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Memento : Issue 18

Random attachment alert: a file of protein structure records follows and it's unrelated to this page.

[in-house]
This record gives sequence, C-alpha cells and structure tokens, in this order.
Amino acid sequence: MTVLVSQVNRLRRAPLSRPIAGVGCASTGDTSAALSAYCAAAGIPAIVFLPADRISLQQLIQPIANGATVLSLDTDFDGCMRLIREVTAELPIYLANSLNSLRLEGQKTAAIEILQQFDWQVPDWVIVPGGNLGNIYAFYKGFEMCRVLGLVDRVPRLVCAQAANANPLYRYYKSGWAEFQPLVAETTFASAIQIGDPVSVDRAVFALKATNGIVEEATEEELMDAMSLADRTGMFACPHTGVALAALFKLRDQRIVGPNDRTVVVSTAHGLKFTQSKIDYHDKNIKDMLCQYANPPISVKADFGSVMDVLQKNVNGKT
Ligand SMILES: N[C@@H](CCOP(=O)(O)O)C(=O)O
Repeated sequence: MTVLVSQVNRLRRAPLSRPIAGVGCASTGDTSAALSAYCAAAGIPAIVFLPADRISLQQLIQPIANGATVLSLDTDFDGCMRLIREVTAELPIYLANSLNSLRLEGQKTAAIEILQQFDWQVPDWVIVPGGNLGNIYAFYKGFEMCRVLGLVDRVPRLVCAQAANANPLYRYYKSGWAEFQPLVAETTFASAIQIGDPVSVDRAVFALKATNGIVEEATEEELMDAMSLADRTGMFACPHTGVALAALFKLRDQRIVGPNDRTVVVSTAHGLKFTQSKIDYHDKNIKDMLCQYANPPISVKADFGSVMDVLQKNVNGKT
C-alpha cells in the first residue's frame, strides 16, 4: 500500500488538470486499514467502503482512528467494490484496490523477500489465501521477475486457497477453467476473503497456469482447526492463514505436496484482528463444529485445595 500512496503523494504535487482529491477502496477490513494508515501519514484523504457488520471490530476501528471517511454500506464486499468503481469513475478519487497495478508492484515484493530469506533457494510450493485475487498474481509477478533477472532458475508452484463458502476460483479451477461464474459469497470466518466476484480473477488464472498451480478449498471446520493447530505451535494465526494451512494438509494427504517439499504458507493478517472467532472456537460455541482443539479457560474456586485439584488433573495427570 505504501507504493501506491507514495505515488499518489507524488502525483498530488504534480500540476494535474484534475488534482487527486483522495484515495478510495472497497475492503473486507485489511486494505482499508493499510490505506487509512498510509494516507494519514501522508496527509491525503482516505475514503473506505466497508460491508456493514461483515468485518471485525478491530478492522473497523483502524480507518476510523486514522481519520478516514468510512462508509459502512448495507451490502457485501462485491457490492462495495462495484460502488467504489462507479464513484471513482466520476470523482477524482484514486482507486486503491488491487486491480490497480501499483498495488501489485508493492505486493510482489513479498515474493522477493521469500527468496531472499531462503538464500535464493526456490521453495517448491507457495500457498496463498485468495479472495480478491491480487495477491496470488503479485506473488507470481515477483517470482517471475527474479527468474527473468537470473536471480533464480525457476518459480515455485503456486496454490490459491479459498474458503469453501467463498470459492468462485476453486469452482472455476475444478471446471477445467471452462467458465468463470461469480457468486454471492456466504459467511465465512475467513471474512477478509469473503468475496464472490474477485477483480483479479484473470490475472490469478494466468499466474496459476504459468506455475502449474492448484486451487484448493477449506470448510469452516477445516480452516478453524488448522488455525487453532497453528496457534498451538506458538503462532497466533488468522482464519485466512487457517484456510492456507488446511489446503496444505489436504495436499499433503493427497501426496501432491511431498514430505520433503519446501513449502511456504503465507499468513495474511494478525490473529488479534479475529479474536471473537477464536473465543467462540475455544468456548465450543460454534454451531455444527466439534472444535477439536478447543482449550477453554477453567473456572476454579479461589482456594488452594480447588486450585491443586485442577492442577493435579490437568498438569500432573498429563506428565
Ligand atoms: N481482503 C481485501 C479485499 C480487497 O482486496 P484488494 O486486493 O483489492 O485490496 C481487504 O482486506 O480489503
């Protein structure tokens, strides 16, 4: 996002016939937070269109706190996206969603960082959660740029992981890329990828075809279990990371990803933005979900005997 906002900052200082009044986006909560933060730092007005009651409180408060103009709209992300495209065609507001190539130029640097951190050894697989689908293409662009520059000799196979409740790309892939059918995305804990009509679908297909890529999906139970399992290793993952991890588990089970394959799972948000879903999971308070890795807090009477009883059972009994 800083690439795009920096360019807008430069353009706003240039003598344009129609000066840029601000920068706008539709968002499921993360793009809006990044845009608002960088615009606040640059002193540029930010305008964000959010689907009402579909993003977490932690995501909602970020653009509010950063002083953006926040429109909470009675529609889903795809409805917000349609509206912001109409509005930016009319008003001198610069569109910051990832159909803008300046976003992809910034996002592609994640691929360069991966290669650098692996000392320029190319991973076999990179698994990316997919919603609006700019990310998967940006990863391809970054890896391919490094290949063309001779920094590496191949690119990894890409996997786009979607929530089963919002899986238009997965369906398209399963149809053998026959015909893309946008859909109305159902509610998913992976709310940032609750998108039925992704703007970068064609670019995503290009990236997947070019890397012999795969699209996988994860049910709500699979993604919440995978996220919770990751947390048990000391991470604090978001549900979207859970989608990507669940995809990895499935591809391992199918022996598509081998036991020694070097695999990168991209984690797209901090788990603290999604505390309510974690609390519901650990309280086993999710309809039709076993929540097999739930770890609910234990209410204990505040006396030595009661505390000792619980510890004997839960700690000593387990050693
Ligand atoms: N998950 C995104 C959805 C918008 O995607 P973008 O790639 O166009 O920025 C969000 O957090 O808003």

Gumleaves & rubber stamps september 2001 memento 21 Open a drawer in our Tr easures Gallery and you may find it full of gumleaves. And then, out of the past, two voices begin to speak: What is your full name? Jan Jandura Pucek Do you solemnly swear ... What you are hearing is the first Australian citizen pledging allegiance to His Majesty King George VI and promising to uphold the laws of Australia, recorded in 1949. Our Treasures Gallery exhibition on immigration tells the story of Australia's early migrants including Australia's first citizen, Jan Pucek, from Czechoslovakia. He became a eucalyptus distiller in Tidbinbilla, near Canberra, using gumleaves, just like those in the drawer, for distilling oil. Jan Pucek's story reveals a little- known fact that Australia did not have citizens of its own until 1949. Before then, all Australians were British subjects -- and they remained both citizens and subjects for some time after. At the Customs point -- a family arriving in Australia in the late 1960s. rubber stamps In this mini-exhibition you will also find a display of stamps once used to mark the fate of migrant applicants. Over the 100 years since Federation, ideas about who should be allowed to migrate here have changed.Twenty years earlier, Jan Pucek's application may not have been successful. Such small objects to carry such power -- Will my application be stamped? Can I come in? People's futures opened -- or closed -- by the application of a rubber stamp. You'll find these stories and more in our Treasures Gallery in Canberra at least until the end of the year. NAA: A1200, L69299